Since Ex parte Jackson, 96 U.S. 727, 24 L.Ed. 877 (1877), it has been the law that letters and sealed packages are protected from government inspection. The Jacobsens had a reasonable expectation that the contents of the package would remain private. See Walter v. United States, 447 U.S. 649, 651-52, 654, 100 S.Ct. 2395, 2398-99, 65 L.Ed.2d 410 (1980) (material carried by private carrier); United States v. Van Leeuwen, 397 U.S. 249, 251-52, 90 S.Ct. 1029, 1031-32, 25 L.Ed.2d 282 (1970). Contra United States v. Barry, 673 F.2d 912 (6th Cir. 1982) (Edwards, C. J., dissenting).2
The government argues that the fourth amendment does not forbid evidentiary use of the fruits of a private search conducted without government participation or encouragement. Coolidge v. New Hampshire, 403 U.S. 443, 487-90, 91 S.Ct. 2022, 2048-50, 29 L.Ed.2d 564 (1971); Burdeau v. McDowell, 256 U.S. 465, 475, 41 S.Ct. 574, 576, 65 L.Ed. 1048 (1921). Defendants do not argue that the Federal Express employees opened the package pursuant to any form of government directive. They assert, however, that the federal agents' search exceeded the scope of the private search.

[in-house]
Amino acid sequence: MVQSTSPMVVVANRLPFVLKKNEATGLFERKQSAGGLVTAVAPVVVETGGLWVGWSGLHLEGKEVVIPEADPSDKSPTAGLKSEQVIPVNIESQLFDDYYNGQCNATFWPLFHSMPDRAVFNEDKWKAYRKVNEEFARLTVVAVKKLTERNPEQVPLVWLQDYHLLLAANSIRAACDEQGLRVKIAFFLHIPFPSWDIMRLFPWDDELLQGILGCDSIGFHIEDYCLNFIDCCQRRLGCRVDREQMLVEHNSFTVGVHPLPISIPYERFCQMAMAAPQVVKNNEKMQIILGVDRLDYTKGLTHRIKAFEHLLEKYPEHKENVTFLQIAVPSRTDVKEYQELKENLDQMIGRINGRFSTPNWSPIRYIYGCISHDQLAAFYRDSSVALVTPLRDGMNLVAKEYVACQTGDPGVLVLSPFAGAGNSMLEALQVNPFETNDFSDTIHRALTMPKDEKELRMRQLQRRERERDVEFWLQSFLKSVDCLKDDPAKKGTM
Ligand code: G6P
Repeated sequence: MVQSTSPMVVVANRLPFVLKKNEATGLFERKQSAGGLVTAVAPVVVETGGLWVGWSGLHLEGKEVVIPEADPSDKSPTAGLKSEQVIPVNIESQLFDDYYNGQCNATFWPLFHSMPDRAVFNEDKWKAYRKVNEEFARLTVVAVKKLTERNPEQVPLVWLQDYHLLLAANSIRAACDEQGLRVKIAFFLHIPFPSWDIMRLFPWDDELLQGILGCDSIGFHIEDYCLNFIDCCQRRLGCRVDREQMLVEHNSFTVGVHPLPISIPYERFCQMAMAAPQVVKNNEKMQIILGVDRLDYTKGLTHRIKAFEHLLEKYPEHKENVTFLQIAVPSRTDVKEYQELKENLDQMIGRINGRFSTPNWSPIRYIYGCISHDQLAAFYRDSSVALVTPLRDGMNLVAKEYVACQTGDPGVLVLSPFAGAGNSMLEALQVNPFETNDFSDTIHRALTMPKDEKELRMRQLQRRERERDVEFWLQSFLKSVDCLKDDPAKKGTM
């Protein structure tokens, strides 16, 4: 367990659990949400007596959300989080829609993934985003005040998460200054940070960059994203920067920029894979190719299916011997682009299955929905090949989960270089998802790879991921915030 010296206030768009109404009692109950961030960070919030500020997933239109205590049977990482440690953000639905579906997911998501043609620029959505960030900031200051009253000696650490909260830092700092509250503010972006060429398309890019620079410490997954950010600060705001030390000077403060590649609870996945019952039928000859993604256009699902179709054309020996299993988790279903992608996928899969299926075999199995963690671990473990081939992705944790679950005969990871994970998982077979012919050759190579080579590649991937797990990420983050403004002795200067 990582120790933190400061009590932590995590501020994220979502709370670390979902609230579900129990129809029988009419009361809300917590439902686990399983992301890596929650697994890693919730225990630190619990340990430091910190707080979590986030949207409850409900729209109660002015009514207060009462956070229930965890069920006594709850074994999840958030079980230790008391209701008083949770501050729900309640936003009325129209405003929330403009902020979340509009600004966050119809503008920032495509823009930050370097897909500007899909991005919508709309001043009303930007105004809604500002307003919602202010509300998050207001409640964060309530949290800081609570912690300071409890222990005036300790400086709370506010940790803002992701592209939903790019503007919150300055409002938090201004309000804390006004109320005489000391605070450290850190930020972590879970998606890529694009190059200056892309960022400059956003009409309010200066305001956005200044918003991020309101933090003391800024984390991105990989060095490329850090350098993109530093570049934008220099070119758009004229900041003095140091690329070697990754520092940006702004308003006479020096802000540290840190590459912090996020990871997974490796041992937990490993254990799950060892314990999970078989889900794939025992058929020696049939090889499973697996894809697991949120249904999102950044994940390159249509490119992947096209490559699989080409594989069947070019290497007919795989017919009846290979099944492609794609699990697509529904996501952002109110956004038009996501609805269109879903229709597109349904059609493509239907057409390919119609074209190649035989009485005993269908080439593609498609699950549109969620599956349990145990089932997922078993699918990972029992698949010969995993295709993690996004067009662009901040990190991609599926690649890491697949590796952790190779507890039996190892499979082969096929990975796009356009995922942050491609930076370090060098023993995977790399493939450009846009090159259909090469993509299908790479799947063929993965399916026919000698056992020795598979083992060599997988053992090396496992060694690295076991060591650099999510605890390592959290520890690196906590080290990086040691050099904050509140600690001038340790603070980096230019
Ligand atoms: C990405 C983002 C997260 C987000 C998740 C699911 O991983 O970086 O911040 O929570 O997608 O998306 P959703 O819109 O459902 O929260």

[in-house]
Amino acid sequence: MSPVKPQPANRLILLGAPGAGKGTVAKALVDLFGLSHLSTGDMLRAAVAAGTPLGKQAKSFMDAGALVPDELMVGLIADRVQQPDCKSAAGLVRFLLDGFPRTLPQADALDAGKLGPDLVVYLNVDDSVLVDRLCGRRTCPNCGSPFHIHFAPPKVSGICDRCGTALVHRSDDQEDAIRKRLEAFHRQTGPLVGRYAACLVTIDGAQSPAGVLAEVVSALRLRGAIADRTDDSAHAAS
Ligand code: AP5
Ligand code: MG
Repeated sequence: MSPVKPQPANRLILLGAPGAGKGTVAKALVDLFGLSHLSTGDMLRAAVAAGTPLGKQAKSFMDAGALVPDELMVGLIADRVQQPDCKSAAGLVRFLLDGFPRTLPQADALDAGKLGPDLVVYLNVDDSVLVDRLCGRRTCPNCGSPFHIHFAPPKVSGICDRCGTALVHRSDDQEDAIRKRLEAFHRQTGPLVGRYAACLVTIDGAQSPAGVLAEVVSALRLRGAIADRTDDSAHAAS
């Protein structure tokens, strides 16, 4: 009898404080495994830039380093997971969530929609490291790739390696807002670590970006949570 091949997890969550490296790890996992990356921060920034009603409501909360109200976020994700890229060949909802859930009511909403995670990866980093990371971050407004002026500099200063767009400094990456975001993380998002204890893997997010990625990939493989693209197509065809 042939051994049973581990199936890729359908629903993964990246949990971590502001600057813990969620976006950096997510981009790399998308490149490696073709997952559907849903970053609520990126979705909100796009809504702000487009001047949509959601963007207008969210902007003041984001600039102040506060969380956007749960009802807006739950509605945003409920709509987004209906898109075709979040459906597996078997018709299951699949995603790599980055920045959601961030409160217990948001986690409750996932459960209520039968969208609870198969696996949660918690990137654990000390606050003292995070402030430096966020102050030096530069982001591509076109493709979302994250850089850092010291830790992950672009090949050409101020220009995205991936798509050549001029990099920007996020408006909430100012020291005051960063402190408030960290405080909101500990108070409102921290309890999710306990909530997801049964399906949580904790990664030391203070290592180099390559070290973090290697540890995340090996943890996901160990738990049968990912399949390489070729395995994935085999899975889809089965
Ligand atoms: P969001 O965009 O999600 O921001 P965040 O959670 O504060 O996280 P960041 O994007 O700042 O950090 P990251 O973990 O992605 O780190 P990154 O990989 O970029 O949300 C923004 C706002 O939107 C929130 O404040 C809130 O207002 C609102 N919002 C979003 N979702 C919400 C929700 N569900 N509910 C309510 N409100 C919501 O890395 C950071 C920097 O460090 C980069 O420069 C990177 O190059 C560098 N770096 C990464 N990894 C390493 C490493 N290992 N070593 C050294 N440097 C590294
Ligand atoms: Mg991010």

In Walter v. United States, 447 U.S. 649, 100 S.Ct. 2395, 65 L.Ed.2d 410 (1980), a private carrier delivered a number of sealed packages to the wrong company. Employees of the company opened the packages and found boxes of film. The boxes contained suggestive drawings and explicit descriptions of the films' contents. An employee of the private carrier removed a reel of film and attempted to view it by holding it against a light, but he could not see its contents and no attempt was made to project the film. The employees contacted the FBI. Without obtaining a warrant, FBI agents took possession of the packages and screened the films.
The Court, in a five to four decision,3 found the agents' actions violated the fourth amendment. The plurality held that the agents were lawfully in possession of the films, but should have obtained a warrant authorizing them to view the films. The screening of the films was an investigation which yielded incriminating evidence not disclosed on the films' containers. The viewing was deemed a search. Id. at 653-54, 100 S.Ct. at 2399-2400.